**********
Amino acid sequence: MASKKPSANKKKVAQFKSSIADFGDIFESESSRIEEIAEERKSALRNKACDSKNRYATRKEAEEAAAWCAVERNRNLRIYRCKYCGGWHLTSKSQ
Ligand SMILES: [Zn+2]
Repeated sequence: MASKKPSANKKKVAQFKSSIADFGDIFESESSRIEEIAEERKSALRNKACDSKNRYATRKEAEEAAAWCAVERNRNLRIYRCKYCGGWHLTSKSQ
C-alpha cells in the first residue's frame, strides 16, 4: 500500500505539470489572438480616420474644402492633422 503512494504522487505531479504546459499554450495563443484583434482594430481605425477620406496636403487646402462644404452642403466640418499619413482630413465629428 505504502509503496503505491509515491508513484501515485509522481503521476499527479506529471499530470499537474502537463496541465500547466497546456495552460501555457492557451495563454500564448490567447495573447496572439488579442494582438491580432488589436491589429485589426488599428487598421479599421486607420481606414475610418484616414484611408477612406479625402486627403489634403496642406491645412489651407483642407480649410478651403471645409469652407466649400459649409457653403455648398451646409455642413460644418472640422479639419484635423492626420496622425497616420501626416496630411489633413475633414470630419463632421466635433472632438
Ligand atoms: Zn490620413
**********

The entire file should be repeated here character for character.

Amino acid sequence: MASKKPSANKKKVAQFKSSIADFGDIFESESSRIEEIAEERKSALRNKACDSKNRYATRKEAEEAAAWCAVERNRNLRIYRCKYCGGWHLTSKSQ
Ligand SMILES: [Zn+2]
Repeated sequence: MASKKPSANKKKVAQFKSSIADFGDIFESESSRIEEIAEERKSALRNKACDSKNRYATRKEAEEAAAWCAVERNRNLRIYRCKYCGGWHLTSKSQ
C-alpha cells in the first residue's frame, strides 16, 4: 500500500505539470489572438480616420474644402492633422 503512494504522487505531479504546459499554450495563443484583434482594430481605425477620406496636403487646402462644404452642403466640418499619413482630413465629428 505504502509503496503505491509515491508513484501515485509522481503521476499527479506529471499530470499537474502537463496541465500547466497546456495552460501555457492557451495563454500564448490567447495573447496572439488579442494582438491580432488589436491589429485589426488599428487598421479599421486607420481606414475610418484616414484611408477612406479625402486627403489634403496642406491645412489651407483642407480649410478651403471645409469652407466649400459649409457653403455648398451646409455642413460644418472640422479639419484635423492626420496622425497616420501626416496630411489633413475633414470630419463632421466635433472632438
Ligand atoms: Zn490620413